Here are some interesting quotes I bookmarked (don't know what pages as it is a Kindle)

"I still compare myself to others. But I am getting closer. This is not what running should be about at its fullest. Running should be a pure flood of joy. Comparing myself to others is empty and vain. I rob myself of the goodness and joy of running every time I do it."

"I really struggle with the concept of having only one winner. I don't want to tell kids that if they do their best, work hard, and sacrifice, they will accomplish their dreams. If their dream is to win the Super Bowl they will probably never accomplish it. Instead, I want to encourage kids to focus, work hard, and dream big because the journey is what matters. To dream and live a life of devotion is better than to never dream at all. As we pursue our dreams, we realize the abundant life."

"I feel that it would be robbing those who are interested in my running to not share what it is that makes me tick and about the journey that I am on. I realize that everyone may not agree with everything I believe in, and that's alright. I think we all need to extend the grace to one another to allow people to be who they are and way what makes them who they are."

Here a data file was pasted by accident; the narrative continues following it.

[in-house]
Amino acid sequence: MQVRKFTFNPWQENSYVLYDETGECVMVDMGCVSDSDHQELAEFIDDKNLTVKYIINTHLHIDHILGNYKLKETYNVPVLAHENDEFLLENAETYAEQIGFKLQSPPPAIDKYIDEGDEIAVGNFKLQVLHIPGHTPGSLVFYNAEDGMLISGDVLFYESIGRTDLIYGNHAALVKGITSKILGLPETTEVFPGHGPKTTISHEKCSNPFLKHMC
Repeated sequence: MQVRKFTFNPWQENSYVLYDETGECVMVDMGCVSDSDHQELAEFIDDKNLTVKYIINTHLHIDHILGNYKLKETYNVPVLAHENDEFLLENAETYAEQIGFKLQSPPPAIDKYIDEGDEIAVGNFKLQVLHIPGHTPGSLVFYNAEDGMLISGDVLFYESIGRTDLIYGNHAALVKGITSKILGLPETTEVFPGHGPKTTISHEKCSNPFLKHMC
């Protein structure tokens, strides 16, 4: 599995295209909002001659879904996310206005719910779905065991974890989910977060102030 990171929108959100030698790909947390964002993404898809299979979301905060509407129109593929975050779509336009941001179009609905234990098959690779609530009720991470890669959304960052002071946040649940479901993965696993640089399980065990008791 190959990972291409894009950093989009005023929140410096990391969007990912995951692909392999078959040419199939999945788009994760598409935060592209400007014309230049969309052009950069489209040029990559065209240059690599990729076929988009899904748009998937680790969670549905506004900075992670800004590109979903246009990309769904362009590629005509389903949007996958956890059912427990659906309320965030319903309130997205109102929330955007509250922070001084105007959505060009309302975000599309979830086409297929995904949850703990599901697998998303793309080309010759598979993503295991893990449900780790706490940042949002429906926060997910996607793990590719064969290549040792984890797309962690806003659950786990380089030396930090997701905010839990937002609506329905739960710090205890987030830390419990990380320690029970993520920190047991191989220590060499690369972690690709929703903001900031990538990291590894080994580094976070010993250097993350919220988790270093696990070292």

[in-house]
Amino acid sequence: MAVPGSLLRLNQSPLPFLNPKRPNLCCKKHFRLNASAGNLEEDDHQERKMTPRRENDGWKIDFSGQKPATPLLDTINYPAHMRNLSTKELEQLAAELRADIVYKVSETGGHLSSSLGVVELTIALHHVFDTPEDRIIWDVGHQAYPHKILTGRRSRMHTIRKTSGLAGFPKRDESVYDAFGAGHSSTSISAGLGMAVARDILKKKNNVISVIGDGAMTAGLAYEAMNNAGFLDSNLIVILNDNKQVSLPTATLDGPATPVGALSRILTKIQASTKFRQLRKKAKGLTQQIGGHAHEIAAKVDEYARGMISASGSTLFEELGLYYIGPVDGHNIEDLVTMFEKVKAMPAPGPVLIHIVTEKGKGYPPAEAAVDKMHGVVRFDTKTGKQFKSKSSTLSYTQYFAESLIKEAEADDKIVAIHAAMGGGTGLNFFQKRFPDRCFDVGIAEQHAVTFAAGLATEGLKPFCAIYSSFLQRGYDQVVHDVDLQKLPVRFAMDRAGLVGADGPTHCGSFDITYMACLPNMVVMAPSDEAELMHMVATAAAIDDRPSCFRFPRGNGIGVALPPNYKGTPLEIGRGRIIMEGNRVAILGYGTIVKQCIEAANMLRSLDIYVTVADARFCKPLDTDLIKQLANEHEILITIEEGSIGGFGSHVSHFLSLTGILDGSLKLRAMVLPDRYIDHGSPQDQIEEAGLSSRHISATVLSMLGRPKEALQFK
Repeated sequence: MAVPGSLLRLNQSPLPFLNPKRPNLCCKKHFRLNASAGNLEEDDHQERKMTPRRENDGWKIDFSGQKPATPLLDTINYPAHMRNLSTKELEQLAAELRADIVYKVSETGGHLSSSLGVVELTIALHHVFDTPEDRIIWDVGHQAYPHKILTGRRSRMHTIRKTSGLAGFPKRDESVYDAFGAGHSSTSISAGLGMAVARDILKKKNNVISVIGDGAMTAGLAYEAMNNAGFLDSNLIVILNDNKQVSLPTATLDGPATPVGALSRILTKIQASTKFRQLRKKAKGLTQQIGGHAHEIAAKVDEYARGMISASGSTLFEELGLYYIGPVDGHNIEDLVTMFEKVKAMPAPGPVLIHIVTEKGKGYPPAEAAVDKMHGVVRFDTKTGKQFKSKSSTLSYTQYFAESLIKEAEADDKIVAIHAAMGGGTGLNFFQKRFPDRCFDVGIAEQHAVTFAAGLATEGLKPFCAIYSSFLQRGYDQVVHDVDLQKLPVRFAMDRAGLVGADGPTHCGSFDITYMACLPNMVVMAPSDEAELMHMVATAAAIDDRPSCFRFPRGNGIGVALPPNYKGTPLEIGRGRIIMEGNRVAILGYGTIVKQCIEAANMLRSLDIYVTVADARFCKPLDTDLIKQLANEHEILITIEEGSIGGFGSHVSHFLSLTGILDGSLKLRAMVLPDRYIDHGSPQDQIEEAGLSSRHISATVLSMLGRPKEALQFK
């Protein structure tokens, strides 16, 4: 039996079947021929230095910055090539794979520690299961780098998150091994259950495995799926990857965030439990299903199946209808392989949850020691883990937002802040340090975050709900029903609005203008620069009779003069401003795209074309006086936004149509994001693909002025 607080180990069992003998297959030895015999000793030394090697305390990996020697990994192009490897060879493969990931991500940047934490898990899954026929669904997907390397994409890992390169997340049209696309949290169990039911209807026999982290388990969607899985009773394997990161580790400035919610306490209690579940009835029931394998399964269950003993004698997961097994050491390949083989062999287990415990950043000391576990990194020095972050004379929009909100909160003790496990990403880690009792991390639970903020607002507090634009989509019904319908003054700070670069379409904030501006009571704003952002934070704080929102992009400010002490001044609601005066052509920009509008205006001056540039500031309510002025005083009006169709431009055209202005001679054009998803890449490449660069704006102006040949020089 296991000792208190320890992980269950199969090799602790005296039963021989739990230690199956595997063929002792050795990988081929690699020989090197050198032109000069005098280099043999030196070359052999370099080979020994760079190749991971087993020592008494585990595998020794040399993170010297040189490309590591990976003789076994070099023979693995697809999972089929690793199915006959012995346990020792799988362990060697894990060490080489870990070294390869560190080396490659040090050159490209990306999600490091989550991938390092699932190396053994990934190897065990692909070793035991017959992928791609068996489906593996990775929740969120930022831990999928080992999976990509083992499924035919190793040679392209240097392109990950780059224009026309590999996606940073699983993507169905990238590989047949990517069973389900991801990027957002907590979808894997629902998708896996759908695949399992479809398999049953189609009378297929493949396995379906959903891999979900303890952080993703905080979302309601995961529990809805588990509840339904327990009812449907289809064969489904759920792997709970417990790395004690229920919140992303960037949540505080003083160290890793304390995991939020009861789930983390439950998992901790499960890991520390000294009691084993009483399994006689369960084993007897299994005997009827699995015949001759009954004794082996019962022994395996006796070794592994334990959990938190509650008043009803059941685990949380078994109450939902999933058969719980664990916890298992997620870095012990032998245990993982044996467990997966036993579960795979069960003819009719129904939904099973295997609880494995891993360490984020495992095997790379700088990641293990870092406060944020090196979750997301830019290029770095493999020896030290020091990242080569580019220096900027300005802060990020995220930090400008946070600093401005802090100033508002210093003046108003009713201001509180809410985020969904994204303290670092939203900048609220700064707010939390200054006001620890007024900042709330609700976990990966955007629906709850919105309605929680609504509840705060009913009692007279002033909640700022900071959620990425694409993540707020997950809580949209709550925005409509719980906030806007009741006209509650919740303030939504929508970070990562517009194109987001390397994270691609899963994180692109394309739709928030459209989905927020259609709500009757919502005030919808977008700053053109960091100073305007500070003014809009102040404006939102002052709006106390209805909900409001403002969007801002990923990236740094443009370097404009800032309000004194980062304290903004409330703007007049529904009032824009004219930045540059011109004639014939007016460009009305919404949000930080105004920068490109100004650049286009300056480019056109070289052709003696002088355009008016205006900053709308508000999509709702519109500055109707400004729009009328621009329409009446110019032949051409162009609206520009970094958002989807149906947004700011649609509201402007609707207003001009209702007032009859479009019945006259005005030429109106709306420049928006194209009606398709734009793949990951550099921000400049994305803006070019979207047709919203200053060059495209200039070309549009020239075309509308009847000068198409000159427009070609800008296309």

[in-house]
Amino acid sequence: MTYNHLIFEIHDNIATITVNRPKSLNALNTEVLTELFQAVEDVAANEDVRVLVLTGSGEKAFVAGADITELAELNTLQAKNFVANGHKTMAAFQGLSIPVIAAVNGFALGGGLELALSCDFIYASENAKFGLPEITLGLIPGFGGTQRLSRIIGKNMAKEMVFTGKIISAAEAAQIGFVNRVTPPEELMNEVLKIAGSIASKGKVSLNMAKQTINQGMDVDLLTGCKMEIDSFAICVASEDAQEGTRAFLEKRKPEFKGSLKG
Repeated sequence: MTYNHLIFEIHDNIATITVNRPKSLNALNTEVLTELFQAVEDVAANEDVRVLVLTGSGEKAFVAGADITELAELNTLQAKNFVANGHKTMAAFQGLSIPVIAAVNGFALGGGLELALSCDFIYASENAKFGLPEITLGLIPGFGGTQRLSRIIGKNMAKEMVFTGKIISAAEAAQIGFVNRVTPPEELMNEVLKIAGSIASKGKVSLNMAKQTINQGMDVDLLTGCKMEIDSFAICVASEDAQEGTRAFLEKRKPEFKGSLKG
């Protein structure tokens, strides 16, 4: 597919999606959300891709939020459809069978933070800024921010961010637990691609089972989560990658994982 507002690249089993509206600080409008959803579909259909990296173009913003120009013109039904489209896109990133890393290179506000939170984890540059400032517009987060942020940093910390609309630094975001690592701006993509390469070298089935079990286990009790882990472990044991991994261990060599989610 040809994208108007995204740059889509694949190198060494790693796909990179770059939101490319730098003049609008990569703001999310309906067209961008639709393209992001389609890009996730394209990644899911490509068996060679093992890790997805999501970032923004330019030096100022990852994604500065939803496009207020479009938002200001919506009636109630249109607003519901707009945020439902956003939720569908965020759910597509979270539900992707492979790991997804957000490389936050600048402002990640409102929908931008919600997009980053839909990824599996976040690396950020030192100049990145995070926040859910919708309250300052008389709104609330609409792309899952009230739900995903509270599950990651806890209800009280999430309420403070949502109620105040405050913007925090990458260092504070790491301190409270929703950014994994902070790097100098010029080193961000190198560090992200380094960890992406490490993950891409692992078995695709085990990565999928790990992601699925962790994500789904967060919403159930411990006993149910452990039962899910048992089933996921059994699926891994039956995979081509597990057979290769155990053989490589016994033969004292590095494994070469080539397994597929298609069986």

Running with Joy website and blog.

But if you really want to experience what I think Ryan Hall is trying to articulate in this book, just re-watch the ending to Chariots of Fire.

Wednesday, March 2, 2011

No Improvements-Need another MRI

 I have been having the best of therapy on my hip. I feel better walking and moving around than I have in years. Most of my muscle pain is gone and I don't even think about it most days. I just cannot run.